Only one of the 33 drivers has no preference.

By Mike Pomranz
Updated May 24, 2019
Darren McCollester/Getty Images

The Indianapolis 500’s celebratory drinking of milk is one of the more bizarre traditions in sports — dating back to 1936 when then-winner Louis Meyer drank buttermilk as a recovery drink on his own accord. (Apparently, people were trying out crazy diet fads even 82 years ago.) But as USA Today recently pointed out, what might be even more unexpected than the tradition itself is all the work that goes into making sure it happens on race day. Bottles of milk don’t just materialize at racing events on their own: A lot of effort goes into it — including polling all the drivers on their milk preference.

Milk duties are handled by the American Dairy Association Indiana who has designated “milk people,” armed with a cooler that contains a bottle each of the three milk choices: Whole, 2-percent, and fat-free. But how do they know what to deliver to the winner? Turns out the American Dairy Association Indiana is also tasked with reaching out to each driver to determine what milk he’d like should he cross the finish line first.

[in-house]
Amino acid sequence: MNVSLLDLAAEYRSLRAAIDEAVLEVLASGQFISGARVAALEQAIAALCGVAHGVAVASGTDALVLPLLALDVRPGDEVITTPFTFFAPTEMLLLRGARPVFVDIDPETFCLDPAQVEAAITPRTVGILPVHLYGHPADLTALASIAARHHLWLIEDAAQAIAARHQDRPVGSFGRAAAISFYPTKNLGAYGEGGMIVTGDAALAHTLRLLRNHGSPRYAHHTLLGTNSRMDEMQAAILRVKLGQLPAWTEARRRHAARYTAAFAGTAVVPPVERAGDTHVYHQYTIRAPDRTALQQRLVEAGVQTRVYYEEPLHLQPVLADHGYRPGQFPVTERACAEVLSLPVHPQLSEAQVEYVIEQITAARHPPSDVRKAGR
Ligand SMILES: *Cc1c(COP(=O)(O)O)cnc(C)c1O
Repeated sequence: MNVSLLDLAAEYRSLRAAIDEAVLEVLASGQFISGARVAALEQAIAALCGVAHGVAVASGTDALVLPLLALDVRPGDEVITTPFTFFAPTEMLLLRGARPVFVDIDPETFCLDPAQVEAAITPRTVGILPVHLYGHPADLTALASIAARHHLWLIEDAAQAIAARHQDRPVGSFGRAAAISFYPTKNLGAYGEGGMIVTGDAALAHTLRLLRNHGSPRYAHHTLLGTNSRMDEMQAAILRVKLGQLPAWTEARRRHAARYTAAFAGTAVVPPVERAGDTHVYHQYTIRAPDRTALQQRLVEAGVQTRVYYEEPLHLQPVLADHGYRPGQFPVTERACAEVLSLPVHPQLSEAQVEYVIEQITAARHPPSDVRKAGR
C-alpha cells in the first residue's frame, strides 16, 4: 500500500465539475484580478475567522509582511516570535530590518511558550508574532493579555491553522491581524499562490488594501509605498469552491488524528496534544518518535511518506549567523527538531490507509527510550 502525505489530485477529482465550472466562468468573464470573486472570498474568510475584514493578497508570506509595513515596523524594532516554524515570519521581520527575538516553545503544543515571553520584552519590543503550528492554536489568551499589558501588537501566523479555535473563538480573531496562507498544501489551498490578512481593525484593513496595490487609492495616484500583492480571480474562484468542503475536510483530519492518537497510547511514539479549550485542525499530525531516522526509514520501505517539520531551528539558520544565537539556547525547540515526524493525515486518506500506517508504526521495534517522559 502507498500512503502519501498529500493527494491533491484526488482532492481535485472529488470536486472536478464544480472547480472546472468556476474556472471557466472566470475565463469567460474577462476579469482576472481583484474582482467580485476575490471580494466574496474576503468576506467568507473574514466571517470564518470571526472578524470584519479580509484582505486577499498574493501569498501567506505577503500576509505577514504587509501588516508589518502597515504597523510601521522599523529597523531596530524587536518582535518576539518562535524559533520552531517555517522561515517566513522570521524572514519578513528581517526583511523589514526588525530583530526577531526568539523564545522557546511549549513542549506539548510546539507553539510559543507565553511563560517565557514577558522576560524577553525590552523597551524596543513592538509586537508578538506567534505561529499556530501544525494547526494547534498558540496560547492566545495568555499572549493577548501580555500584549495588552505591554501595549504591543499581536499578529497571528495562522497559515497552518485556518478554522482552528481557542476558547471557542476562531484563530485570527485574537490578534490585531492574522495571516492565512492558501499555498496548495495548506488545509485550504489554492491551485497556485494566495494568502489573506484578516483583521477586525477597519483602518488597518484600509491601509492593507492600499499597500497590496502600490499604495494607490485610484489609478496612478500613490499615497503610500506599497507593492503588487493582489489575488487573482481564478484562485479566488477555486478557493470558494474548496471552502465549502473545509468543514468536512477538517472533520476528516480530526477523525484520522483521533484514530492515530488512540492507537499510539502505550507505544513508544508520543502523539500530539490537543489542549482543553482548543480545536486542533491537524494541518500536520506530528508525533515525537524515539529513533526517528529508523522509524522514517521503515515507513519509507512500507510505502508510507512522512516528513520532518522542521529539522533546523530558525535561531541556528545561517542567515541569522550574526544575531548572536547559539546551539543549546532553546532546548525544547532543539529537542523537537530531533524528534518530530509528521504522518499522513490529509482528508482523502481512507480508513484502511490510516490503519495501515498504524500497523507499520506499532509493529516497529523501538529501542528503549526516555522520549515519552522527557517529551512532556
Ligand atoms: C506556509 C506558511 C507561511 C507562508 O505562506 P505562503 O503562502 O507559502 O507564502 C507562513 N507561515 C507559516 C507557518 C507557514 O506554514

For this year’s Indy 500, 21 of the drivers have opted for whole milk and 10 have requested 2-percent. That leaves two drivers: Marcus Ericsson is the lone driver to say he would like fat-free, and Will Power was the only one bold enough to say he doesn’t care what kind of milk he receives. (Sounds like that should be some sort of bad luck thing, right?)

Meanwhile, despite their request for whole, two drivers — Ed Carpenter and James Hinchcliffe — added the additional note that, if it was up to them, they’d prefer to go back to the original milk of choice: buttermilk. Seriously, how small is this cooler the “milk people” have that they can’t fit a fourth bottle in it for the sake of tradition?

Update: A previous version of this article incorrectly identified the survey participants as NASCAR drivers instead of IndyCar drivers.